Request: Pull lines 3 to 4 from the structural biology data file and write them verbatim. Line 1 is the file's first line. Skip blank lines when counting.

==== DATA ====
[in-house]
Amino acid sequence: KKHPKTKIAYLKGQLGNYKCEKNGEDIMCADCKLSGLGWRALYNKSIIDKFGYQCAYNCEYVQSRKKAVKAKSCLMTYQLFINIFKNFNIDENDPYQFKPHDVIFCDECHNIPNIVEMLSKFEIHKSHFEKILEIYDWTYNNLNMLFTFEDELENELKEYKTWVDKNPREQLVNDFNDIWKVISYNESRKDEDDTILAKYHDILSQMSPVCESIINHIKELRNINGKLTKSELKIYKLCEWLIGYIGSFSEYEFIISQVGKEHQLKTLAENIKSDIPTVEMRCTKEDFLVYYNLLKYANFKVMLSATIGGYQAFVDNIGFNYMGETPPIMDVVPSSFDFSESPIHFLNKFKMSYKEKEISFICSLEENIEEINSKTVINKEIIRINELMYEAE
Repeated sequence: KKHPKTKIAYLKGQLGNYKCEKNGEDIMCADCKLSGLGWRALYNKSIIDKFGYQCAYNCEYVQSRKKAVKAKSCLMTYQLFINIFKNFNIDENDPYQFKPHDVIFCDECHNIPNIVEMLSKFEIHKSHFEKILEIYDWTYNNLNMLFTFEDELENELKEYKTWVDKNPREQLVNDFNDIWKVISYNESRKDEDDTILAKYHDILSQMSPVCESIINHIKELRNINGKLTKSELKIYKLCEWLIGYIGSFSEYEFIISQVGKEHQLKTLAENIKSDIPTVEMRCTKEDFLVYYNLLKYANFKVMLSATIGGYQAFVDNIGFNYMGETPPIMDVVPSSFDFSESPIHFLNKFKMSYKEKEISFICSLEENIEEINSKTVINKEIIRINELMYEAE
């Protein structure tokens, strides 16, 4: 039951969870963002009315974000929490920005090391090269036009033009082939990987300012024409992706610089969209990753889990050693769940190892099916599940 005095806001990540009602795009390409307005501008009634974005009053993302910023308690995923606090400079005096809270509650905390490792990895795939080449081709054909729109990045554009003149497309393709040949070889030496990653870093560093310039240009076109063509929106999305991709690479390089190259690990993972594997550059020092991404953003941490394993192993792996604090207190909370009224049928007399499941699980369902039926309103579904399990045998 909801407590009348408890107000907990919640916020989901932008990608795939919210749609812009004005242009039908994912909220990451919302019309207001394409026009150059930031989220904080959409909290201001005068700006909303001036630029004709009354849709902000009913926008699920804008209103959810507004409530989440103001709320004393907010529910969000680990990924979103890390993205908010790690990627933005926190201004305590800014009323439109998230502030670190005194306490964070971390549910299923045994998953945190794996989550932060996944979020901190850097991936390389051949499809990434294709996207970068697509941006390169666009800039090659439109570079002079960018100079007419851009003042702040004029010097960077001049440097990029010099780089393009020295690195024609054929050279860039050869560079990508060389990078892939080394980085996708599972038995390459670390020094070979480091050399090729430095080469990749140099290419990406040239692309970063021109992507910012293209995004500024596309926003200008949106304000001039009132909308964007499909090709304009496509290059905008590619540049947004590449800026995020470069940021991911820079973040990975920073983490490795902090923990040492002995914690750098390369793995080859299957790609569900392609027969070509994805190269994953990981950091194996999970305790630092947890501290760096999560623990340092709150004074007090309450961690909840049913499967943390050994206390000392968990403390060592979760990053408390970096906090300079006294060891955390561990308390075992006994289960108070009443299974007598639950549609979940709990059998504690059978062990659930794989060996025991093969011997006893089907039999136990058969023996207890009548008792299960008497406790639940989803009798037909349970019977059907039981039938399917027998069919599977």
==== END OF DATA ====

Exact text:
Repeated sequence: KKHPKTKIAYLKGQLGNYKCEKNGEDIMCADCKLSGLGWRALYNKSIIDKFGYQCAYNCEYVQSRKKAVKAKSCLMTYQLFINIFKNFNIDENDPYQFKPHDVIFCDECHNIPNIVEMLSKFEIHKSHFEKILEIYDWTYNNLNMLFTFEDELENELKEYKTWVDKNPREQLVNDFNDIWKVISYNESRKDEDDTILAKYHDILSQMSPVCESIINHIKELRNINGKLTKSELKIYKLCEWLIGYIGSFSEYEFIISQVGKEHQLKTLAENIKSDIPTVEMRCTKEDFLVYYNLLKYANFKVMLSATIGGYQAFVDNIGFNYMGETPPIMDVVPSSFDFSESPIHFLNKFKMSYKEKEISFICSLEENIEEINSKTVINKEIIRINELMYEAE
């Protein structure tokens, strides 16, 4: 039951969870963002009315974000929490920005090391090269036009033009082939990987300012024409992706610089969209990753889990050693769940190892099916599940 005095806001990540009602795009390409307005501008009634974005009053993302910023308690995923606090400079005096809270509650905390490792990895795939080449081709054909729109990045554009003149497309393709040949070889030496990653870093560093310039240009076109063509929106999305991709690479390089190259690990993972594997550059020092991404953003941490394993192993792996604090207190909370009224049928007399499941699980369902039926309103579904399990045998 909801407590009348408890107000907990919640916020989901932008990608795939919210749609812009004005242009039908994912909220990451919302019309207001394409026009150059930031989220904080959409909290201001005068700006909303001036630029004709009354849709902000009913926008699920804008209103959810507004409530989440103001709320004393907010529910969000680990990924979103890390993205908010790690990627933005926190201004305590800014009323439109998230502030670190005194306490964070971390549910299923045994998953945190794996989550932060996944979020901190850097991936390389051949499809990434294709996207970068697509941006390169666009800039090659439109570079002079960018100079007419851009003042702040004029010097960077001049440097990029010099780089393009020295690195024609054929050279860039050869560079990508060389990078892939080394980085996708599972038995390459670390020094070979480091050399090729430095080469990749140099290419990406040239692309970063021109992507910012293209995004500024596309926003200008949106304000001039009132909308964007499909090709304009496509290059905008590619540049947004590449800026995020470069940021991911820079973040990975920073983490490795902090923990040492002995914690750098390369793995080859299957790609569900392609027969070509994805190269994953990981950091194996999970305790630092947890501290760096999560623990340092709150004074007090309450961690909840049913499967943390050994206390000392968990403390060592979760990053408390970096906090300079006294060891955390561990308390075992006994289960108070009443299974007598639950549609979940709990059998504690059978062990659930794989060996025991093969011997006893089907039999136990058969023996207890009548008792299960008497406790639940989803009798037909349970019977059907039981039938399917027998069919599977």